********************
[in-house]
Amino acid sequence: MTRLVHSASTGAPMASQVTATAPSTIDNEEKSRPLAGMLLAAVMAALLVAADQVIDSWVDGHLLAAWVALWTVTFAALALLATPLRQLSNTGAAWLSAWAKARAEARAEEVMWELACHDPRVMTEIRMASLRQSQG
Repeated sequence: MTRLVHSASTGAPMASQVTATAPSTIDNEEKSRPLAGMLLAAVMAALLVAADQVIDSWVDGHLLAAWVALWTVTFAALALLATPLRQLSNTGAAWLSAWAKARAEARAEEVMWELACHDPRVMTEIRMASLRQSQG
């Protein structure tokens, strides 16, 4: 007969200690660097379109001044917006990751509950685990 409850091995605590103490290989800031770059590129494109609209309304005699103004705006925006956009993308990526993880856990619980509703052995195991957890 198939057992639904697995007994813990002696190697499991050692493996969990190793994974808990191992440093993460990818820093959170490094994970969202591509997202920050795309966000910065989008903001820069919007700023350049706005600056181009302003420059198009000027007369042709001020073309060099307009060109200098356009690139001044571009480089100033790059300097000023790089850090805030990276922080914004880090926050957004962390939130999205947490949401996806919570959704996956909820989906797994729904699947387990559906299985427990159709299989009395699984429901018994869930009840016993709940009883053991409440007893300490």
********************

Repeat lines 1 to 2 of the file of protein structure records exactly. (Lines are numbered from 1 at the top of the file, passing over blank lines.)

[in-house]
Amino acid sequence: MTRLVHSASTGAPMASQVTATAPSTIDNEEKSRPLAGMLLAAVMAALLVAADQVIDSWVDGHLLAAWVALWTVTFAALALLATPLRQLSNTGAAWLSAWAKARAEARAEEVMWELACHDPRVMTEIRMASLRQSQG